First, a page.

(303c) Theory of Polyelectrolyte Adsorption Onto Surfaces Patterned with Charge and Topography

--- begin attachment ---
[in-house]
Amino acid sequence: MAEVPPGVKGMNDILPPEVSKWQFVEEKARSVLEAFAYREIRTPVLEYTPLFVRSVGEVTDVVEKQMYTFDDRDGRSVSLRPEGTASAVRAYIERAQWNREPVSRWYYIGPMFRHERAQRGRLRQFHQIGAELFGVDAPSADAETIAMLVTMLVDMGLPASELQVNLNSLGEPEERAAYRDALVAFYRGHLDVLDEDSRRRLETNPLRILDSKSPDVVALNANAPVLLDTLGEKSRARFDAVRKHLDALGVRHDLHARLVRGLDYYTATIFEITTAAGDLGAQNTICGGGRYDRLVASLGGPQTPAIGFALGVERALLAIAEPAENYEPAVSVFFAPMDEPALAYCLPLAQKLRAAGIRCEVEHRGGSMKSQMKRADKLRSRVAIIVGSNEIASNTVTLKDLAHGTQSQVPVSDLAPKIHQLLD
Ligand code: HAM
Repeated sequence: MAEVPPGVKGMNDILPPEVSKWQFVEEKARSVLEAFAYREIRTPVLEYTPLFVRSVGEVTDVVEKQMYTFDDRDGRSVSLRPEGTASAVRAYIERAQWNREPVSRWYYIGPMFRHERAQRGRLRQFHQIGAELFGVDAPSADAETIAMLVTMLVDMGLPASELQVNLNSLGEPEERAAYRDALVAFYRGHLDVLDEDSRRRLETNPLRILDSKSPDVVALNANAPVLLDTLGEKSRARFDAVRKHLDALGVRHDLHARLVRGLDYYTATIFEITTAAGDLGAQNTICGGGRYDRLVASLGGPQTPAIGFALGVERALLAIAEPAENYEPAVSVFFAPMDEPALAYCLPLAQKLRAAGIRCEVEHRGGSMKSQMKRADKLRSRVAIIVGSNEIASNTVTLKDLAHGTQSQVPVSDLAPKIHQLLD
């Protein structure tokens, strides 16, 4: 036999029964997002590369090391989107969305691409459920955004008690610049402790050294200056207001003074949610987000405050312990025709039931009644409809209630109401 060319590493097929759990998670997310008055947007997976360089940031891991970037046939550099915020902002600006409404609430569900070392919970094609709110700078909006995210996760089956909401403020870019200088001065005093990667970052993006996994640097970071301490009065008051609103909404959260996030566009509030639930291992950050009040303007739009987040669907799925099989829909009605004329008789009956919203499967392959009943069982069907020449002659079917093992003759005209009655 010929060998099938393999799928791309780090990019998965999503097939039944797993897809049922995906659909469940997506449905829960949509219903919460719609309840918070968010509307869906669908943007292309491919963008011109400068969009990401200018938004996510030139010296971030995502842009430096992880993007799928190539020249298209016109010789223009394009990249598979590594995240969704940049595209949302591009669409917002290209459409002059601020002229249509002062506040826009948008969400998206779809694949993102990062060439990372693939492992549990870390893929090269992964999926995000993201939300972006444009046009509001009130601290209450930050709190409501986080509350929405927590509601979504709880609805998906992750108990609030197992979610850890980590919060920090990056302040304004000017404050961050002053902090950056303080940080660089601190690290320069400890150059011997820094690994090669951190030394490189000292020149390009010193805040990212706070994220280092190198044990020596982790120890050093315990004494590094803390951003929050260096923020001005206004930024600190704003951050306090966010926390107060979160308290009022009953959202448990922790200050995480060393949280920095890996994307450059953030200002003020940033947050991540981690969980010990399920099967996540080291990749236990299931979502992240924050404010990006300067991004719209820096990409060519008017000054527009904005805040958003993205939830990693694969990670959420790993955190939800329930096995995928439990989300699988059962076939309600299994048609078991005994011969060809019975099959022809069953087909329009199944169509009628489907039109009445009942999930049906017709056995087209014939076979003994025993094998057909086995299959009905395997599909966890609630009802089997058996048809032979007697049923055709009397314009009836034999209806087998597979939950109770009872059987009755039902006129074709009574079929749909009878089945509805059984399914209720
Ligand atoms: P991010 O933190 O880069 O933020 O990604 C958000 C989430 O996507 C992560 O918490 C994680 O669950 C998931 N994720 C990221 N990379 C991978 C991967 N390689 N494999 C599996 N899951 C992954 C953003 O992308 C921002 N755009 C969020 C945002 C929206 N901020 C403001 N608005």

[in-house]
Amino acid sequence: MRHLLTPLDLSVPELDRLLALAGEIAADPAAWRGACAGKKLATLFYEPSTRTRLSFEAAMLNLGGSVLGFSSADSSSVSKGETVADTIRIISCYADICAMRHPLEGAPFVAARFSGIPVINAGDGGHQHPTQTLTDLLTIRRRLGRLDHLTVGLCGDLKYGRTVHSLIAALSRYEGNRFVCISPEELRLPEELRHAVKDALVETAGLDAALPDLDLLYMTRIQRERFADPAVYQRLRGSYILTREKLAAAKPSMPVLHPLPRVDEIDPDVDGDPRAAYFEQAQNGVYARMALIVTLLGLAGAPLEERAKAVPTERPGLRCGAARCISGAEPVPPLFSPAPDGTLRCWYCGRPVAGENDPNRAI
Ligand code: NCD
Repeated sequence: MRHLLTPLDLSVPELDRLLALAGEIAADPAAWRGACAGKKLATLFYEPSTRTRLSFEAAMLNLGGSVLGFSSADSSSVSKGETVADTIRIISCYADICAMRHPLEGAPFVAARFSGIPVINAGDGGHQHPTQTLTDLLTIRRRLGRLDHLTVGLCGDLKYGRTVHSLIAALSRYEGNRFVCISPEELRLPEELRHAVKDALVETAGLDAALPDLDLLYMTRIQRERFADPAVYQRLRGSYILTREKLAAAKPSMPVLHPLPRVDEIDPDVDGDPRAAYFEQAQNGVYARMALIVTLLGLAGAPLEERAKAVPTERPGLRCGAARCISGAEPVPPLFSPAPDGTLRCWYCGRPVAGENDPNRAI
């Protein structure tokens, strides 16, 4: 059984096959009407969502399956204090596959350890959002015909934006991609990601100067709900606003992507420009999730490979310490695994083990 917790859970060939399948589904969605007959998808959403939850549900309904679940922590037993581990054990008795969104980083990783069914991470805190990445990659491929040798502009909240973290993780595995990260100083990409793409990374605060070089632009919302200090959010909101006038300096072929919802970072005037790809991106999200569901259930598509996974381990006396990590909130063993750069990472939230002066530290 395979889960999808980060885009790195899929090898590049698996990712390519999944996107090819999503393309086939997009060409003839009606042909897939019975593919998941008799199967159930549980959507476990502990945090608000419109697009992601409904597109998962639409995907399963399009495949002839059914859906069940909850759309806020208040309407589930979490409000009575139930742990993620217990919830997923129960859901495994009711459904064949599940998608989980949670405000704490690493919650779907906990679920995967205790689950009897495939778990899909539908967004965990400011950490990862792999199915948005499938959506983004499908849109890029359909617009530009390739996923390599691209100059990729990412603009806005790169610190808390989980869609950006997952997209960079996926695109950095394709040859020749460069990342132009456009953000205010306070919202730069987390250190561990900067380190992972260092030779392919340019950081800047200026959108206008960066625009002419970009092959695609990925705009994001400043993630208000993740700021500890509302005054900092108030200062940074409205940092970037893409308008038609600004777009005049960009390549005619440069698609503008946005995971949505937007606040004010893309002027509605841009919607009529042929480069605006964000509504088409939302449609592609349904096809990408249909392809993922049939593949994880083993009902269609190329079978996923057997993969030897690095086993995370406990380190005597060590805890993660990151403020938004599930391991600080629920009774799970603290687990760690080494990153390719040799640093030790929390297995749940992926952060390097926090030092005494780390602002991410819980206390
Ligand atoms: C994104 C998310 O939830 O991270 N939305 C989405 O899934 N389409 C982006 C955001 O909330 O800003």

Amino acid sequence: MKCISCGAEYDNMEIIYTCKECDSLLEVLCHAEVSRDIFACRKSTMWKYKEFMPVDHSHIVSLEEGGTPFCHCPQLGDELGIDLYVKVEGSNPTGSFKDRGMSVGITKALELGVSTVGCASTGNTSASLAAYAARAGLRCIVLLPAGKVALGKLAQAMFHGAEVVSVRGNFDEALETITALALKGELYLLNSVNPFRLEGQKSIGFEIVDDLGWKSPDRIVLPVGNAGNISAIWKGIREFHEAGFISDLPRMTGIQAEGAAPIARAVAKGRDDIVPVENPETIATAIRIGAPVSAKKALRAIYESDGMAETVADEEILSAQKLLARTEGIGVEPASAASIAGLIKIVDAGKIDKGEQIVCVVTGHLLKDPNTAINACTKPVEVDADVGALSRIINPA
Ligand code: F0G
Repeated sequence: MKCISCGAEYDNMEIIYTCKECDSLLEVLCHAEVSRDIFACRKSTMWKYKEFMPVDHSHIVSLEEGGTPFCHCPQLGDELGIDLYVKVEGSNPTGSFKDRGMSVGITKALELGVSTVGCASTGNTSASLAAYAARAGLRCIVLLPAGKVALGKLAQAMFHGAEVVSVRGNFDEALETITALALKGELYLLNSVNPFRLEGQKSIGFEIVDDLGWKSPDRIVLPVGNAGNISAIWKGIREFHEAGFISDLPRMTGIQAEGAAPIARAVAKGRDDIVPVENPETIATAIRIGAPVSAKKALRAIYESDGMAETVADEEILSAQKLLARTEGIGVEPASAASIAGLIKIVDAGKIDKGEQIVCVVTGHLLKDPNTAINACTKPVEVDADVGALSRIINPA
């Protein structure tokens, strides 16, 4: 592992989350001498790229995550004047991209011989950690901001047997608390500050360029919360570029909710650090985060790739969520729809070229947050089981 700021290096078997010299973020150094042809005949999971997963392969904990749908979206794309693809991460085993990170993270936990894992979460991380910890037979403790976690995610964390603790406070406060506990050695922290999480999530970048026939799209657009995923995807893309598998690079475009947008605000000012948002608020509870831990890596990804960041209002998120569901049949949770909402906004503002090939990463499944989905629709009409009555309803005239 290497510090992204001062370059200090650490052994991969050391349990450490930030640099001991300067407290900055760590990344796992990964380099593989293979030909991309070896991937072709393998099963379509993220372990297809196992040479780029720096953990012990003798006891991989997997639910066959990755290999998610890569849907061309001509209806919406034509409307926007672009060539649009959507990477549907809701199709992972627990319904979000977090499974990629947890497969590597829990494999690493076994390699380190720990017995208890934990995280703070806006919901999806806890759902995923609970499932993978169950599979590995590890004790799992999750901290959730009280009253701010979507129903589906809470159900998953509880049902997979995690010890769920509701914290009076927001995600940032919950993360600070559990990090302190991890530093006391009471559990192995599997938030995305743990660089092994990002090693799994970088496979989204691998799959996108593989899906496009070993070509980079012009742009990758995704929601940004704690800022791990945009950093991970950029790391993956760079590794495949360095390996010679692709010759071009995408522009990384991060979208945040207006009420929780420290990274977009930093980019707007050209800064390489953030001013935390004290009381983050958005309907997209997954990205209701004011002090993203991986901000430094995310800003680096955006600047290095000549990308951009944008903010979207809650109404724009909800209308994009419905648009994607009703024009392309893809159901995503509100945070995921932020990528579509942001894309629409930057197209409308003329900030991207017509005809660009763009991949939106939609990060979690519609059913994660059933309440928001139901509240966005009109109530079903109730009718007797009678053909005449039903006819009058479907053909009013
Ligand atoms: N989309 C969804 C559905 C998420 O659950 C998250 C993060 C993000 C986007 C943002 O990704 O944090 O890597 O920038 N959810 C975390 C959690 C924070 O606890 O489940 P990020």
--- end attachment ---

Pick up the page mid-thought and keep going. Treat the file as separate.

Mean-field theory is used to derive criteria for the adsorption of a weakly charged polyelectrolyte molecule from salt solution onto surfaces patterned with charge and topography. For flat surfaces patterned with periodic arrays of charged patches, the adsorbed layer thickness predicted using mean-field theory and that found by Brownian dynamics simulations are in quantitative agreement in the strong-adsorption regime. This corresponds to sufficiently small inverse Debye screening length, or to sufficiently large effective surface charge density or charge per chain segment. Qualitative agreement is obtained in the weak-adsorption regime, and for the case where surfaces are patterned with both charge and topography. For uniformly charged, sinusoidally corrugated surfaces, the theory predicts that the critical temperature required for adsorption can be greater than or less than the corresponding value for a flat surface depending on the relative values of the inverse screening length and the corrugation wavenumber. If the surface charge is also allowed to vary sinusoidally, then adsorption is predicted to occur only when the topography crests have a surface charge opposite to that of the polyelectrolyte. Surfaces patterned with rectangular indentations having charged bottoms which are separated by flat charged plateaus are investigated as well. Adsorption is predicted to occur even when the net surface charge is zero, provided that the plateaus have a charge opposite to that of the polyelectrolyte. If the charge on the plateaus and polyelectrolyte is the same, adsorption may still occur if electrostatic attraction from the indentation bottoms is sufficiently strong.